It's interesting that out of the cities Wind does serve, Montreal is yet to be added. Language issues, perhaps? I suppose if you stay out of Quebec you avoid having to brand your services in two languages?

Anyways, I ran a comparison yesterday of Fido's new unlimited plan and Wind's unlimited plan.

Check it:

Fido: $57/month (includes voicemail, caller ID and 2,500 call forwarding mins)
- Unlimited CAD long distance
- Global text
- 1GB data
- Unlimited picture messaging
- Evenings and weekends starting at 5PM - 7AM (why would you need that on an unlimited plan??)
- $35 activation fee unless you commit to 2 or 3 years

Wind: $40/month (includes voicemail, caller ID, unlimited call forwarding)
- Unlimited CAD + US long distance
- Global text
- Unlimited data
- Unlimited picture messaging
- No activation fee

You're saving $17 with Wind, you have no activation fee, no contract, no data restrictions within reason (despite Fido's assertion that 1GB = unlimited) and you're eligible for a "tab" whereby you pay off your phone over an extended period as you would with the other carriers. Over two years you'll have saved $19.04 x 24 = $457 (includes the tax difference).

If a small carrier like Wind can do this and still make money, what is stopping the big three from offering similar reasonably priced plans? In other words, what makes Fido's $57 quasi-unlimited plan worth $57 instead of $40?


This is the reason why I bought my Galaxy S3 straight up and refused to extend my Rogers contract which expires in 10 months. Patiently awaiting WIND's arrival in Victoria.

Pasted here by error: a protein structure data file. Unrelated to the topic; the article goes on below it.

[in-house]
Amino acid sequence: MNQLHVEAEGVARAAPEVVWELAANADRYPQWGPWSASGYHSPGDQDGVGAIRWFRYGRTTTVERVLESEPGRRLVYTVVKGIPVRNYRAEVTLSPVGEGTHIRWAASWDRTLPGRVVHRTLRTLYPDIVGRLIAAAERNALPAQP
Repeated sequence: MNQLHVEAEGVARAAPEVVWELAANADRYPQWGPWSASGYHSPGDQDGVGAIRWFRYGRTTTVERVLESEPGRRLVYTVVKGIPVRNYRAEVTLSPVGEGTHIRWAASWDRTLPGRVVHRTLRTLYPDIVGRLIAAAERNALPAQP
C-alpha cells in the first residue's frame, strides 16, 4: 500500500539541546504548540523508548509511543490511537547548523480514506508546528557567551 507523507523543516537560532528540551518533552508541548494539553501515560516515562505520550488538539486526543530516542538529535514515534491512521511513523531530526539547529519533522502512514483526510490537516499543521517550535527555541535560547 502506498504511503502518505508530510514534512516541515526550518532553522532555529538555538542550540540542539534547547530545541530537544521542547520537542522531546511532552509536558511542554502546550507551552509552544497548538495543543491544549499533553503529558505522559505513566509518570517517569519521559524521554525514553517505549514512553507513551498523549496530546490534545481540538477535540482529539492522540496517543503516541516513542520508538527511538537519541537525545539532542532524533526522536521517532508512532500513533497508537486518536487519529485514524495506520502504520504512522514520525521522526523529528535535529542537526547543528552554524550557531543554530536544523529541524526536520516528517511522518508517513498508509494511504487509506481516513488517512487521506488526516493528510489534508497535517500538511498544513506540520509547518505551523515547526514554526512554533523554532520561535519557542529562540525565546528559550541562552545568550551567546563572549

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www.MarkoJuras.com - MLS® from $899 and $1,000 cash back for buyers | www.834sales.com & www.promontoryforsale.com - Building(s) specialist 

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#51 pherthyl

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Posted 20 November 2012 - 10:13 AM

This is the reason why I bought my Galaxy S3 straight up and refused to extend my Rogers contract which expires in 10 months. Patiently awaiting WIND's arrival in Victoria.


Did you get a discount for coming with a phone? High end phones are highly subsidized by carriers, but it still seems to be incredibly difficult to get any discount if you don't want their subsidy and arrive with your own phone.

#52 MarkoJ

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Posted 20 November 2012 - 10:27 AM

Did you get a discount for coming with a phone? High end phones are highly subsidized by carriers, but it still seems to be incredibly difficult to get any discount if you don't want their subsidy and arrive with your own phone.